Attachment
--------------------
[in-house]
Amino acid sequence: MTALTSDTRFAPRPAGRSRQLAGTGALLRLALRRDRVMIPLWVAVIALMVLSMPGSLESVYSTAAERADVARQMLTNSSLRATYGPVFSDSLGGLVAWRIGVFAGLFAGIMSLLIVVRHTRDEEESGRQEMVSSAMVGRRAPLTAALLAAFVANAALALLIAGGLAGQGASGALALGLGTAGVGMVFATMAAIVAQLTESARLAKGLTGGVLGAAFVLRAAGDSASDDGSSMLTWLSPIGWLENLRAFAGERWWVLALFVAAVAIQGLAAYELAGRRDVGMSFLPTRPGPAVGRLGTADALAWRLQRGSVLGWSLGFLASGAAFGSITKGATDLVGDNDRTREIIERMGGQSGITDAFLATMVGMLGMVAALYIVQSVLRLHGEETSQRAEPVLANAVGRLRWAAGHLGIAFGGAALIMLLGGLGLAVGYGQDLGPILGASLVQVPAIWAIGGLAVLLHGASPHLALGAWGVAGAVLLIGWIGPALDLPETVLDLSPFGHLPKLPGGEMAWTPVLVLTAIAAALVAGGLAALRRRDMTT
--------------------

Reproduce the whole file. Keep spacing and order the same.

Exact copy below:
[in-house]
Amino acid sequence: MTALTSDTRFAPRPAGRSRQLAGTGALLRLALRRDRVMIPLWVAVIALMVLSMPGSLESVYSTAAERADVARQMLTNSSLRATYGPVFSDSLGGLVAWRIGVFAGLFAGIMSLLIVVRHTRDEEESGRQEMVSSAMVGRRAPLTAALLAAFVANAALALLIAGGLAGQGASGALALGLGTAGVGMVFATMAAIVAQLTESARLAKGLTGGVLGAAFVLRAAGDSASDDGSSMLTWLSPIGWLENLRAFAGERWWVLALFVAAVAIQGLAAYELAGRRDVGMSFLPTRPGPAVGRLGTADALAWRLQRGSVLGWSLGFLASGAAFGSITKGATDLVGDNDRTREIIERMGGQSGITDAFLATMVGMLGMVAALYIVQSVLRLHGEETSQRAEPVLANAVGRLRWAAGHLGIAFGGAALIMLLGGLGLAVGYGQDLGPILGASLVQVPAIWAIGGLAVLLHGASPHLALGAWGVAGAVLLIGWIGPALDLPETVLDLSPFGHLPKLPGGEMAWTPVLVLTAIAAALVAGGLAALRRRDMTT